pike » pipe
Spotted in the wild:
- Unless the FCC gets smarter about the technologies coming down the pipe, they’re creating perfect conditions for a real mess down the line. (The Coming (Cognitive) Radio Revolution... AKA The FCC as Regulatory Ostrich)
- And with all that new hardware coming down the pipe and the potential for lots of new Metroid, this year should be a barnburner! (The Metroid Database)
Analyzed or reported by:
- Paul Brians (Common Errors in English)
To “come down the pike” is an idiomatic slang expression where “pike” is an abbreviation of “turnpike.” (See definition below) It is extremely common, however, for people to say “come down the pipe” instead, which is clearly a reshaping based on a phonetic error combined with a semantic reinterpretation. Both are metaphors.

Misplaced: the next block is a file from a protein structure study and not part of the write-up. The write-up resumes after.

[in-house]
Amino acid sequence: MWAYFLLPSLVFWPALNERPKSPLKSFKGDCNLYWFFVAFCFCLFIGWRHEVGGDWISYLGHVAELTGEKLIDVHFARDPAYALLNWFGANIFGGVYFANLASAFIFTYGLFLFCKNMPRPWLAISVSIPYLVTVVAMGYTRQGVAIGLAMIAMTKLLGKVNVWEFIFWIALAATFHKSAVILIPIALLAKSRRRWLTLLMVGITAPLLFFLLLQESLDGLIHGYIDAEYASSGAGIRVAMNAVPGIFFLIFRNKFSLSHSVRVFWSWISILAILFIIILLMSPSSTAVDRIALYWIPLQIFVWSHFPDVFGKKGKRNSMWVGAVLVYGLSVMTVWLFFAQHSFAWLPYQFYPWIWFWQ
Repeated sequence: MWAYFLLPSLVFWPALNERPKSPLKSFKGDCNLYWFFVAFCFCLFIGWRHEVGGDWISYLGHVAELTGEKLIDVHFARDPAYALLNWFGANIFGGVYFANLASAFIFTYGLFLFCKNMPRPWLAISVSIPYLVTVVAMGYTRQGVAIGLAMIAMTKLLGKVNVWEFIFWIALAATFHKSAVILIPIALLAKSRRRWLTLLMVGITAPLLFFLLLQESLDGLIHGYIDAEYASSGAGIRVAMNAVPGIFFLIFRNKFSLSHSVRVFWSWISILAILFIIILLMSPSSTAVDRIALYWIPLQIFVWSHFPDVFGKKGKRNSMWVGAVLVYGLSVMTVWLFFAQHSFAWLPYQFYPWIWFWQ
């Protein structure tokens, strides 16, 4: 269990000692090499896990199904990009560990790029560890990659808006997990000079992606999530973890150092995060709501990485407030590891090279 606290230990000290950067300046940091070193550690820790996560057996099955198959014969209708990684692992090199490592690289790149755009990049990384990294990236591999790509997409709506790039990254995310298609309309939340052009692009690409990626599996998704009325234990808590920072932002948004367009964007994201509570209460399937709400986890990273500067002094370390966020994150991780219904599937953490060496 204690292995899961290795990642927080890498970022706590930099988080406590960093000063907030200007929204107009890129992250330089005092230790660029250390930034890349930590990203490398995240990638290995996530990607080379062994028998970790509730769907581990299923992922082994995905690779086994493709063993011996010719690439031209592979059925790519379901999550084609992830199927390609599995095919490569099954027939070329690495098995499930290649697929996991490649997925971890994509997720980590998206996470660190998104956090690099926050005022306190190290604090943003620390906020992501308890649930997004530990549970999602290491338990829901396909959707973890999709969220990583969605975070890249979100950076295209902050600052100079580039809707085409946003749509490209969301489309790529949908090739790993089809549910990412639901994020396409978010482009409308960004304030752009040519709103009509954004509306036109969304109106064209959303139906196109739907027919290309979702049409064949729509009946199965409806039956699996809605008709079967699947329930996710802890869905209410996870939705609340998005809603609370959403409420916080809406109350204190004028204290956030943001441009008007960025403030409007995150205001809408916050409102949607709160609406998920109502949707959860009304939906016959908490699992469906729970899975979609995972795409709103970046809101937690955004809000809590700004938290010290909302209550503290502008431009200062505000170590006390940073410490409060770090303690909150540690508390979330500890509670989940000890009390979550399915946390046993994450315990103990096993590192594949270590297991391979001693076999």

An interesting possible semantic difference: while a turnpike has barriers which must be overcome (as toll gates), a pipe generally does not. The original phrase using “pike” may have been meant to signify a “coming into prominence” that will occur once obstacles are overcome, while the eggcorn using “pipe” may emphasize that the “coming into prominence” is inevitable and only a matter of time.
pike³ (pīk) n.
- A turnpike.
a. A tollgate on a turnpike.
b. A toll paid.
intr.v. piked, pik·ing, pikes
To move quickly.
come down the pike Slang
To come into prominence: “a policy… allowing for little flexibility if an important new singer comes down the pike” (Christian Science Monitor).